Little Scottish based research exists about the nature and extent of informal caring amongst carers who themselves have a disability or long-term condition. It is widely recognised that caring for another person can have a detrimental and lasting effect on both mental and physical health.Read More
This Briefing Paper has been produced by MECOPP to support health and social care practitioners develop their practice in working more effectively with interpreters.Read More
This Briefing Paper has been produced by MECOPP to assist local authorities and health boards consider issues which may arise in supporting carers with one or more protected characteristics in delivering responsibilities under the Carers Act.Read More
This paper draws on the experience of the ‘Jeevan’ Project1 in providing dedicated support to South Asian people with dementia and their families/carers. It will provide an insight into some of the issues encountered by the project and the responses that were developed to address them.
Information is everywhere yet it is not equally accessible to all sections of the population. It is widely acknowledged that some communities find it more difficult to access information than others. This is particularly true of BME communities where the lack of accessible information directly affects their ability to use a wide range of supports and services which would assist them in their daily lives.Read More
The information contained in this Briefing Sheet is based on data taken from the 2011 Census. It should be read in conjunction with Briefing Sheet 31. It should also be noted that ethnic categories were revised for the 2011 Census so in some instances, comparable data may not be available.
Originating in America in the late 1980’s, Cultural Competency as a concept for supporting both organisational and individual change has gained increasing recognition over the last two decades. Whilst historically, the focus has been on the transformation and delivery of healthcare services to diverse populations, the conceptual frameworks, models, guiding values and principles are equally applicable across all forms of service delivery.Read More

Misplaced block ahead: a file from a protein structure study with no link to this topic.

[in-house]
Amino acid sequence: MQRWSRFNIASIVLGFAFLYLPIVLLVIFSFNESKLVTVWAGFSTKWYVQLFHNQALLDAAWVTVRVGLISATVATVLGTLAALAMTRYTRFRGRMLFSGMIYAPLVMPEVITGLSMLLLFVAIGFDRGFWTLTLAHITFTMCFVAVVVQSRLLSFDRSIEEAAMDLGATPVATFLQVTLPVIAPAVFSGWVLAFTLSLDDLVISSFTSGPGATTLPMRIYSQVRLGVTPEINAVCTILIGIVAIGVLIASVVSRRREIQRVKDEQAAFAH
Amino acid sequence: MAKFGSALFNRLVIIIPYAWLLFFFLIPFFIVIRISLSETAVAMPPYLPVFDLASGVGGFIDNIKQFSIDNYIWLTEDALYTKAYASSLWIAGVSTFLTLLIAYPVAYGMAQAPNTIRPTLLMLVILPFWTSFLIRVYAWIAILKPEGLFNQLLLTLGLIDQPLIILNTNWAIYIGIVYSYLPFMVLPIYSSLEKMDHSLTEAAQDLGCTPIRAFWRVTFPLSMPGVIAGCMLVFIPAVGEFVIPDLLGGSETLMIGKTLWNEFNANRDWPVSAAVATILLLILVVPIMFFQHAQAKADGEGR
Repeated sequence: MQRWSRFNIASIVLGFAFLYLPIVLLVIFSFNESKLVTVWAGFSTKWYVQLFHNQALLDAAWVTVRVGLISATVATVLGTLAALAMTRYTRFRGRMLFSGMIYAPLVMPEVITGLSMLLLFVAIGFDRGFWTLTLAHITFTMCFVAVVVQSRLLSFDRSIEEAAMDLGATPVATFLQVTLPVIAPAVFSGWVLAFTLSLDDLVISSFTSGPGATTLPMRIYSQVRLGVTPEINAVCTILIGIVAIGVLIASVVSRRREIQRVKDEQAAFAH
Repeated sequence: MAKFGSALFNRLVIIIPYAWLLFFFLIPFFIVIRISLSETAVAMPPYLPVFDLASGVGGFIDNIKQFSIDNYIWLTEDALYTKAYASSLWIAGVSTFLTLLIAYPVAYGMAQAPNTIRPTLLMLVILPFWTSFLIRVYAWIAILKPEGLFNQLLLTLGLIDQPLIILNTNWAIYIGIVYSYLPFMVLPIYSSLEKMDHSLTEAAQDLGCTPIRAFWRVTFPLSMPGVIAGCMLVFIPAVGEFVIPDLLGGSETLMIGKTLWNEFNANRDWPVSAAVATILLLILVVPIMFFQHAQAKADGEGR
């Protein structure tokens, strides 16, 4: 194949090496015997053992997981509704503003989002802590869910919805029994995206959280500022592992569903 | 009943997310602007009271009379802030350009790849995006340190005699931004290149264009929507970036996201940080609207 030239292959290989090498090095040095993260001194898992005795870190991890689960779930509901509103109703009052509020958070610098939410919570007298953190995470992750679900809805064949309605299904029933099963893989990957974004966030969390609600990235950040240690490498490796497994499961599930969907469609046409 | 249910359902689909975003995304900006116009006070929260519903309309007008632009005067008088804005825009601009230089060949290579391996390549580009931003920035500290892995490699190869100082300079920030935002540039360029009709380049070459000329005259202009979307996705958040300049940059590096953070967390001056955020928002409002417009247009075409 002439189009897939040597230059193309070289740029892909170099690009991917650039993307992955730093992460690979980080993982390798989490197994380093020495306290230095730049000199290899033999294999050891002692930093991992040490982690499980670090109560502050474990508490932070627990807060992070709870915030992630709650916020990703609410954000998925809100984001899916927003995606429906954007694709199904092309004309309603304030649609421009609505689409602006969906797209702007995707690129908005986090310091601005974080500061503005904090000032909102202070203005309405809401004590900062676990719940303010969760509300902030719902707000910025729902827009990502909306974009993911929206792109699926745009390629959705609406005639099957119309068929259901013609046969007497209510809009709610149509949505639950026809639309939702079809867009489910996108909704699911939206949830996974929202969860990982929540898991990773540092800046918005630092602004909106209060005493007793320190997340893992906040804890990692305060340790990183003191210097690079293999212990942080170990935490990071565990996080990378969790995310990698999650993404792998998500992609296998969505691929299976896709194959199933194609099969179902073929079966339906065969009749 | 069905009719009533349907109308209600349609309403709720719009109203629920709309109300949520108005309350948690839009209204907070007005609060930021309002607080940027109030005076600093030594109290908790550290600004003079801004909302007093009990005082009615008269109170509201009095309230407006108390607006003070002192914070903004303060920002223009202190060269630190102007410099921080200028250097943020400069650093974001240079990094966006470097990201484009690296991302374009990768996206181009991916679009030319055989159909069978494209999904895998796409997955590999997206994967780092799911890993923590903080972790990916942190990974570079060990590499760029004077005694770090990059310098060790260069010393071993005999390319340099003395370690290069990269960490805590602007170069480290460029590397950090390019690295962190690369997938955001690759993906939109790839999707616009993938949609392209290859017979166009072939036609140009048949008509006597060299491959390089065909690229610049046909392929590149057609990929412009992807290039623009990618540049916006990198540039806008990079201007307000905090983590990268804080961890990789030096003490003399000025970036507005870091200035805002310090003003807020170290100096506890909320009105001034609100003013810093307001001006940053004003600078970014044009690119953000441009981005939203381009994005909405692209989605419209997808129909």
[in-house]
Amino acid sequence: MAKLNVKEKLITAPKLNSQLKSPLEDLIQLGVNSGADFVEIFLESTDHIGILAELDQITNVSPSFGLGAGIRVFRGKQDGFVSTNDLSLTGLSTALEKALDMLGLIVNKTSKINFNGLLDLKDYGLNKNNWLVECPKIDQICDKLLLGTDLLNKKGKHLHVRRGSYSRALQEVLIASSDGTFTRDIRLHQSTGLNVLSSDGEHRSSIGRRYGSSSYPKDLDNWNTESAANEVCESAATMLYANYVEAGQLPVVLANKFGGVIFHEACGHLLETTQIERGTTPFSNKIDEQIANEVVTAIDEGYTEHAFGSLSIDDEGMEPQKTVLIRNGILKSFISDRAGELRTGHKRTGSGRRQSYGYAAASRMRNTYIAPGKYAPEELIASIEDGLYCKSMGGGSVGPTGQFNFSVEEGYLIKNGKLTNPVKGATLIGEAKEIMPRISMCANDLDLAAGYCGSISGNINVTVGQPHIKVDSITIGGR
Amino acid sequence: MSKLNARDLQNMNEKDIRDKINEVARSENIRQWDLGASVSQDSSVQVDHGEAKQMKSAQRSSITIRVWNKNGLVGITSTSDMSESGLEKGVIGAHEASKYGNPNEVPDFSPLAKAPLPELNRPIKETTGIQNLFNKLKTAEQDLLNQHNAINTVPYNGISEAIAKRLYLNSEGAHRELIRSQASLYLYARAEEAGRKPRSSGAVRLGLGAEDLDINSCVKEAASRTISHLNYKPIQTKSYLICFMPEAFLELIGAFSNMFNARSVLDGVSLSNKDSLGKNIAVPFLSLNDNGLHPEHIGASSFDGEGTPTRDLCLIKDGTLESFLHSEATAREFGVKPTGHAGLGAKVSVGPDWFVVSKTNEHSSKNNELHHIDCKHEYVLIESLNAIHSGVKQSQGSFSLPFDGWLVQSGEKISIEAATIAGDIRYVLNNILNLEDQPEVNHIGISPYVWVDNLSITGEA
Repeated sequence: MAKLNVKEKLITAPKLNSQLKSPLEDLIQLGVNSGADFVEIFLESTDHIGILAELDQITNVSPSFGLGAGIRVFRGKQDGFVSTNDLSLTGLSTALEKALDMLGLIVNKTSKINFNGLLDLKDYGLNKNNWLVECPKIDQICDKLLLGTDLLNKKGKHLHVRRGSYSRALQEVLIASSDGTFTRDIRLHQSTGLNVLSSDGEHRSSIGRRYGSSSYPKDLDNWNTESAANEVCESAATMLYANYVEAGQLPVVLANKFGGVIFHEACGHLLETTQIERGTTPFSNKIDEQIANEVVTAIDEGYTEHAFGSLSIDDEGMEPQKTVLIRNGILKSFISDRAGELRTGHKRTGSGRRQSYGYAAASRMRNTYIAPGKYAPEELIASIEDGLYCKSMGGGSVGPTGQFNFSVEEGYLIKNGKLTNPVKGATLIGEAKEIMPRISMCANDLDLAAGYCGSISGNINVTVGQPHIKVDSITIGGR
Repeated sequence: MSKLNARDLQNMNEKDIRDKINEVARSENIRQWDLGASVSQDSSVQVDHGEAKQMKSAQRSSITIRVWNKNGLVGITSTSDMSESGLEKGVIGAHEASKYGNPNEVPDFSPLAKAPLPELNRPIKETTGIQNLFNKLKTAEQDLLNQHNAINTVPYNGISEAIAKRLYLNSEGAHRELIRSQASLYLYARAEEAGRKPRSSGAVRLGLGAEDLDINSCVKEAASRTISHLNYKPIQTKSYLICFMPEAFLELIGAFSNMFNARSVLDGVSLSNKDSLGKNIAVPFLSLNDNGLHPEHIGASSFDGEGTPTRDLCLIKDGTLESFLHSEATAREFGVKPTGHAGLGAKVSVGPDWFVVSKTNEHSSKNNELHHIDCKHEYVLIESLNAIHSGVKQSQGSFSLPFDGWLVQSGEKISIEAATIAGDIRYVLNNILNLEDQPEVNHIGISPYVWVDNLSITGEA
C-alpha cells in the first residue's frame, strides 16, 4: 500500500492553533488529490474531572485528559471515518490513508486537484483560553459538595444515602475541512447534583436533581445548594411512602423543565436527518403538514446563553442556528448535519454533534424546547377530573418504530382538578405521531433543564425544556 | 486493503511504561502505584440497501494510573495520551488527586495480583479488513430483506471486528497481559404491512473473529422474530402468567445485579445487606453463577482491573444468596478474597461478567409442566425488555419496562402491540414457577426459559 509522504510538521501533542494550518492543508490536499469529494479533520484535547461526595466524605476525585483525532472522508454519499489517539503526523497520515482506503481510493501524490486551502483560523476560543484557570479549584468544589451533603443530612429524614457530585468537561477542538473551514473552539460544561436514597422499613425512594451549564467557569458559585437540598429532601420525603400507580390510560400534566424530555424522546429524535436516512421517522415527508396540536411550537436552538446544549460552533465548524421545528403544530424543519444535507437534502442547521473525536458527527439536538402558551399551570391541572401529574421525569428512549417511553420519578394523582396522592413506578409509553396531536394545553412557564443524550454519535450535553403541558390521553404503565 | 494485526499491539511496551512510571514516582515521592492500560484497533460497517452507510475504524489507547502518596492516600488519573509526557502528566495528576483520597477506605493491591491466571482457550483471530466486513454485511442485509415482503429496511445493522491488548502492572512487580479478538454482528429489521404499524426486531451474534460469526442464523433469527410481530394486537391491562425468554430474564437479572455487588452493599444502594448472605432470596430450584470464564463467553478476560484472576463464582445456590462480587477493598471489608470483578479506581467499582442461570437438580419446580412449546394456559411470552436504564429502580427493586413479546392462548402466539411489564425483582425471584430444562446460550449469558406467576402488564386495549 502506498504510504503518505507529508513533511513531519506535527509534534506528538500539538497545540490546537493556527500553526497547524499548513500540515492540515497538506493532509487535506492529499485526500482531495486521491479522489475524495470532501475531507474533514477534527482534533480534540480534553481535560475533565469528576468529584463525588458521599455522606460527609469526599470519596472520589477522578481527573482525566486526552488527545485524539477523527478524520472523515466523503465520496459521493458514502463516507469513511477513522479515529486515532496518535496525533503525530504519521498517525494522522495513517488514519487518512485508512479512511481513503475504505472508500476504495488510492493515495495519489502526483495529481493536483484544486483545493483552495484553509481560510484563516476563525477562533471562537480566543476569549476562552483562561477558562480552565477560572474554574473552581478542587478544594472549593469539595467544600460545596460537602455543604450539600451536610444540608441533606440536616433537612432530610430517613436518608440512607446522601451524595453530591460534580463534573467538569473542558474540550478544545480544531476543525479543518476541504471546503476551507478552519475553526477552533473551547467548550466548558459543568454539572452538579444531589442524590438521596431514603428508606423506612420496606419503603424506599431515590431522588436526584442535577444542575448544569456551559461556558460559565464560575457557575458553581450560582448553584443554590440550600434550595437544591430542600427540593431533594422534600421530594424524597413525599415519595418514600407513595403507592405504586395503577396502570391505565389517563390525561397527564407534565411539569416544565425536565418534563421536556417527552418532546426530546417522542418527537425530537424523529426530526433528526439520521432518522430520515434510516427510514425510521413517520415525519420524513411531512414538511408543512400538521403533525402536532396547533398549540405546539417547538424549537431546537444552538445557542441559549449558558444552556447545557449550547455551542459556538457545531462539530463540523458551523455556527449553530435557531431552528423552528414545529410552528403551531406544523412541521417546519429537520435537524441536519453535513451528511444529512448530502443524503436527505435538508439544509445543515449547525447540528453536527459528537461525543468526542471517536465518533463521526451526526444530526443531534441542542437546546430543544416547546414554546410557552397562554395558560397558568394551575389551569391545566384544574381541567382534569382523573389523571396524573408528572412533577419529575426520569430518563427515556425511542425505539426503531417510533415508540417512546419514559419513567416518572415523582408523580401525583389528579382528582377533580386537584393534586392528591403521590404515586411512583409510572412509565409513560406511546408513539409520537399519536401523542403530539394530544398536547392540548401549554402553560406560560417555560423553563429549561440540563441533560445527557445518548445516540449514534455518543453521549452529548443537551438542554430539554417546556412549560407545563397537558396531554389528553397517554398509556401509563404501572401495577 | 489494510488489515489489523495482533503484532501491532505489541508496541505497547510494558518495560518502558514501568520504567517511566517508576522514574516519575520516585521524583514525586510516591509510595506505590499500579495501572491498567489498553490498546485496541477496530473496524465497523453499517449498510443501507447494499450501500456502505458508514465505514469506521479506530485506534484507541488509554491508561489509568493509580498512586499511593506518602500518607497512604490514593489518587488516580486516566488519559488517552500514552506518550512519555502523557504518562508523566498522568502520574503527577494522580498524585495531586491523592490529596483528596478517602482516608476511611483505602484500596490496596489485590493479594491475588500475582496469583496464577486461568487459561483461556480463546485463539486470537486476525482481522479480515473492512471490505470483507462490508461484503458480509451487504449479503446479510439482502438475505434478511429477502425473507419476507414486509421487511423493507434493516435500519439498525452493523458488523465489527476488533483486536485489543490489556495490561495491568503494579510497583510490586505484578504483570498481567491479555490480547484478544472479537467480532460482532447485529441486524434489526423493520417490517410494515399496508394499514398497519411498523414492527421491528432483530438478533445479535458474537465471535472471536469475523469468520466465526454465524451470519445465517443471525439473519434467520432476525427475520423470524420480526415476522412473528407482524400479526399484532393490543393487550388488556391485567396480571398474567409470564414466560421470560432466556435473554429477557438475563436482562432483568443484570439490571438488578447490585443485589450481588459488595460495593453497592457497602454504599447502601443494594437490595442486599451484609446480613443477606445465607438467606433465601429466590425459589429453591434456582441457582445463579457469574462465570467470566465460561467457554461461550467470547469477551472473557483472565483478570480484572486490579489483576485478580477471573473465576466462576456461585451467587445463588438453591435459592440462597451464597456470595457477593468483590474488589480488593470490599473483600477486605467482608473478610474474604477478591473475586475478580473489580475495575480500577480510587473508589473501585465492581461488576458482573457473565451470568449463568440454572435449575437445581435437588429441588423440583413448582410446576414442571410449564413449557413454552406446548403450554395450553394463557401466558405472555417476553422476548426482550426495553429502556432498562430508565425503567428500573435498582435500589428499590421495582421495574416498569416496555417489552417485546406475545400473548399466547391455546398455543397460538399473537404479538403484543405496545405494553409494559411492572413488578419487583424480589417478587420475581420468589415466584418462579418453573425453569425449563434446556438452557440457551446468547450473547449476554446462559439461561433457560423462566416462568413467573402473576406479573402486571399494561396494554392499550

It is widely acknowledged that mainstream services have failed to meet the care and support needs of Scotland’s Black and Minority Ethnic (BME) communities. Problems of access and the inappropriateness of much of what is currently available continue to present major challenges for individuals requiring community care services. Research strongly suggests that BME communities will struggle to receive individually tailored support from traditional services.Read More
Over the last decade there has been growing recognition of the needs of BME carers within key policy and legislation at both a Scottish Government and UK wide level. This progress is reflected both in the development of community care and equalities legislation. This section will provide a brief overview of these developments.
Minimal Scottish research exists which explores the nature and extent of informal caring within Minority Ethnic communities. Netto’s study1 into the needs of Minority Ethnic carers of older people in Edinburgh and the Lothian’s remains the most substantive Scottish document.
Morbidity and mortality rates are key indicators in assessing the health of Scotland’s population. Whilst a number of surveys and data sources in Scotland provide information on the overall health status and health behaviour of the population, their ability to provide concrete data on the health of Scotland’s BME population is limited by their failure to systematically collect and record information disaggregated by ethnicity
The most accurate and comprehensive source of statistical data on Scotland’s Black and Minority Ethnic (BME) communities’ remains the Census. The figures in this report draw on the findings of the 2001 Census although it is recognised that this information will be updated in the near future by the 2011 Census.